While the debate on when and where the first Decoration Day/Memorial Day was held in America still rages, one fact remains–the day set aside to honor and remember those fallen in battle, those who bravely fought for our freedom, was originally the concept of women.
The custom of decorating the graves of soldiers harkens back to the Ancient Greeks. This Attic Vase Painting, from the Classic Period dating back to 440 B.C., depicts two women approaching a grave stele or monument that has been draped with two wreaths.
The tradition of putting wreaths and flowers on soldiers graves became rooted in America, unfortunately, as the result of war on our own land. The Civil War erupted in 1861. On June 3rd of that year, in Warrenton, Virginia, the first grave of a fallen Civil War soldier was decorated to honor and remember the loss due to combat.
This simple act would be repeated over the years in various places on separate dates, with many in the North and South claiming the origin of Decoration Day or Memorial Day. Yet the fact remains, the different day set aside to decorate these graves held the same meaning at its core, to remember and honor those who fought for our freedom.
Henry Wadsworth Longfellow, the great “Fireside Poet”, whose works reflect the morals and struggles of his fellow man, would pass away in his home just weeks before his poem commemorating this occasion would be published in Atlantic in June of 1882.
Sleep, comrades, sleep and rest
On this Field of the Grounded Arms,
Where foes no more molest,
Nor sentry’s shot alarms!
Ye have slept on the ground before,
And started to your feet
At the cannon’s sudden roar,
Or the drum’s redoubling beat.
But in this camp of Death
No sound your slumber breaks;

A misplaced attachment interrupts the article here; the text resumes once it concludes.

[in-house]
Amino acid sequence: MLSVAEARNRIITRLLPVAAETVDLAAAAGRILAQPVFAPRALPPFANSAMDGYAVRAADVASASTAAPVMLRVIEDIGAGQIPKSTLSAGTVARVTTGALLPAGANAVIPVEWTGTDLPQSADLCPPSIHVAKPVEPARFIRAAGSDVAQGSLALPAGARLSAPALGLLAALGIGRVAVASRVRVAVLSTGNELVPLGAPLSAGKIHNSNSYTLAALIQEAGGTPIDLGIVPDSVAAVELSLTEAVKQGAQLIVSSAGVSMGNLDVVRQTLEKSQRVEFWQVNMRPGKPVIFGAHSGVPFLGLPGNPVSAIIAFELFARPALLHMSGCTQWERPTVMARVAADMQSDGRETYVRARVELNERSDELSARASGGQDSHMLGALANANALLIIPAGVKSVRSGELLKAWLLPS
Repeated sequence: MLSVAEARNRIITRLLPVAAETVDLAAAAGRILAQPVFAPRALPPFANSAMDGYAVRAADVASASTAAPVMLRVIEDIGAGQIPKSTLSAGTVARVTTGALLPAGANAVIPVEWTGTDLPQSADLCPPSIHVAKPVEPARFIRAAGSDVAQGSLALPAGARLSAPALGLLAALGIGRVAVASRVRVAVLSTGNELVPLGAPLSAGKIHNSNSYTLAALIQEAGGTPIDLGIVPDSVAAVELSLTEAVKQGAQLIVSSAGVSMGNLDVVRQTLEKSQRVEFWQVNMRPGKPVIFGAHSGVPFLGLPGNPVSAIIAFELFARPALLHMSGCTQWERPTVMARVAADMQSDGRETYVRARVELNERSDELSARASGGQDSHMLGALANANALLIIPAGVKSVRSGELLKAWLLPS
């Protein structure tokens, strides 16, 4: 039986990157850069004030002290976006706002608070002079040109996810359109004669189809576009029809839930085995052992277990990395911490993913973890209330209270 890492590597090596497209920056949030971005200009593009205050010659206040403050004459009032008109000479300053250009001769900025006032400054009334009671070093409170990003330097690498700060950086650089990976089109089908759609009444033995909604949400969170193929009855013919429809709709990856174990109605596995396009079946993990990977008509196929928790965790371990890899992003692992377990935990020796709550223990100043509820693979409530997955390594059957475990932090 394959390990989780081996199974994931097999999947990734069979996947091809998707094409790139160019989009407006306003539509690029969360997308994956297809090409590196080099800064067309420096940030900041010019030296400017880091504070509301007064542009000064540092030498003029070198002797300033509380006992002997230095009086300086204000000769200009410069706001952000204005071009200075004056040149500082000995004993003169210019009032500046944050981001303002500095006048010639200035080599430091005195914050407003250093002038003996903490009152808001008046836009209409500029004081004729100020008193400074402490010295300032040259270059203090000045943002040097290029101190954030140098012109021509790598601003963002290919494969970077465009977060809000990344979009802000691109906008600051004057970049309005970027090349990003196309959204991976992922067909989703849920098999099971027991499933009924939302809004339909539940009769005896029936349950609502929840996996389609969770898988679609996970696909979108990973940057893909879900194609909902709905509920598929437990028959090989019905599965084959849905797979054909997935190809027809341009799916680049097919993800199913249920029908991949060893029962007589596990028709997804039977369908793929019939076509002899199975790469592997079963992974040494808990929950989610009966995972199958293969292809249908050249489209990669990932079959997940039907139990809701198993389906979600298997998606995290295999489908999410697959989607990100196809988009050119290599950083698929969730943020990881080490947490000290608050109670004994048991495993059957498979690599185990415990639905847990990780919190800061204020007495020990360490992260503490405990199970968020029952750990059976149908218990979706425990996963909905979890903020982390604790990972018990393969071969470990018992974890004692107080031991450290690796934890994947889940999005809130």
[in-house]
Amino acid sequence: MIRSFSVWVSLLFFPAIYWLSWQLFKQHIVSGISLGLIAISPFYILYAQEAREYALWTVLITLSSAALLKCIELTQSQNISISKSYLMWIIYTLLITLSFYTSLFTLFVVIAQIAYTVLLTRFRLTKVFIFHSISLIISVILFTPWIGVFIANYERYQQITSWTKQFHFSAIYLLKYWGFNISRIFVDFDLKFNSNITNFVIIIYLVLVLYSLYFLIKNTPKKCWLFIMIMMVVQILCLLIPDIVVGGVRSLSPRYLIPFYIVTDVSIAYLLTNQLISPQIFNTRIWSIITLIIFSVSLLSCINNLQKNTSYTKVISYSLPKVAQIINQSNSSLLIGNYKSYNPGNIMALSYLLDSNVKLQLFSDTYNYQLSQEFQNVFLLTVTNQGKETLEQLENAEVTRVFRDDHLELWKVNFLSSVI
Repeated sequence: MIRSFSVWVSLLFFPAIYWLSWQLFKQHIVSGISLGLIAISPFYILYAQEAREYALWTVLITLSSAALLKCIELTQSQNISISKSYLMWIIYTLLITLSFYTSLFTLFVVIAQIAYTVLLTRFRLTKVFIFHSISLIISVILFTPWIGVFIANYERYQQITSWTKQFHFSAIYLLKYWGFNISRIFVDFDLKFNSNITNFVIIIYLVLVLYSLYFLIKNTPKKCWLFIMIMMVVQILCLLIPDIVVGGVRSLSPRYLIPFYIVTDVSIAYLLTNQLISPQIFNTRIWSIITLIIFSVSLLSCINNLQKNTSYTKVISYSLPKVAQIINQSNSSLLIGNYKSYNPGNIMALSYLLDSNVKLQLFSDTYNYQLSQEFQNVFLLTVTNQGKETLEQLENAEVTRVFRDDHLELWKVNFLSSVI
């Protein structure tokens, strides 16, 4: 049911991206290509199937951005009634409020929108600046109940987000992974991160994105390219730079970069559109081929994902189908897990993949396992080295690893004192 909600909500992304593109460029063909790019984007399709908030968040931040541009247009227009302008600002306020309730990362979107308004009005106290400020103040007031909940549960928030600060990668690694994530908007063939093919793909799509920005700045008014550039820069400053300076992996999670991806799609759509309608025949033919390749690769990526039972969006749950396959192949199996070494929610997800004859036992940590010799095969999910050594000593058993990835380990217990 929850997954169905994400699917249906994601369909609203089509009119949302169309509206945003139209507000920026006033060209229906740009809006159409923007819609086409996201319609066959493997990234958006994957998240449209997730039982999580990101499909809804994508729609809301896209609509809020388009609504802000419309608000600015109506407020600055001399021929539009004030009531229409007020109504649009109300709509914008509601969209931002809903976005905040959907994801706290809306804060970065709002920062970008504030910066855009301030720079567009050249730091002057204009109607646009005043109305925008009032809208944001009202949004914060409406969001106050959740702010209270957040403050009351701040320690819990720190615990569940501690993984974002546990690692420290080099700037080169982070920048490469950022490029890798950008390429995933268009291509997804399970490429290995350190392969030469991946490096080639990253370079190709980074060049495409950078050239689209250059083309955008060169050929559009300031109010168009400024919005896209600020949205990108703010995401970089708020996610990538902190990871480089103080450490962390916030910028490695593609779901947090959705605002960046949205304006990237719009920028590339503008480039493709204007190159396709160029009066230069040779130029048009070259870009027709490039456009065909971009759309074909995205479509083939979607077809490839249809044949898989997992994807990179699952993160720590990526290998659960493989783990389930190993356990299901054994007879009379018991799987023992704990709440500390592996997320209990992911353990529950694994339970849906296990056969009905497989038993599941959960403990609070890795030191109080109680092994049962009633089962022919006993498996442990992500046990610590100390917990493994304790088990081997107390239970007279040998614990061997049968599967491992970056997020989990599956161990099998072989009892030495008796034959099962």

Here is no fevered breath,
No wound that bleeds and aches.
All is repose and peace,
Untrampled lies the sod;
The shouts of battle cease,
It is the Truce of God!
Rest, comrades, rest and sleep!
The thoughts of men shall be
As sentinels to keep
Your rest from danger free.
Your silent tents of green
We deck with fragrant flowers;
Yours has the suffering been,
The memory shall be ours.
Henry Wadsworth Longfellow
By 1898 General John Logan declared Decoration Day to be celebrated nationally and annually. Parades flourished, it became a day of games, picnics and at one point the running of the Indianapolis 500.
It wasn’t until after World War II that the two names merged with Memorial Day established as the nationally accepted title. It did not become a Federal Holiday until 1971.
Lost are the lives of those who gave their all to protect us on our soil and abroad. What can not be lost, in the gaiety of this three-day weekend, is the origin and deep-rooted significance of Memorial Day.
To honor and remember our soldiers.
• Participate with tradition.
• Visit the grave site of a war hero, all who served are, and leave a flower or U.S. Flag to let their spirit, and the world, know they are not forgotten.
• Lower your flag to half-mast until noon, then raise Old Glory to her full height.
• At 3:00 p.m., wherever you are, stop and remember.
• If you hear ‘Taps’ being played in the distance, stop to honor the moment.
• Read this Decoration Day poem by Longfellow or the World War I epic by John McCrea, “In Flanders Fields” (put link in here to my other blog on poppies)
• Buy a Red Poppy and wear it proudly to support our troops.
• Remind others. While celebrating with family and friends this weekend, relay the history of this important day.
Click here to learn more about the history of the Red Poppy.
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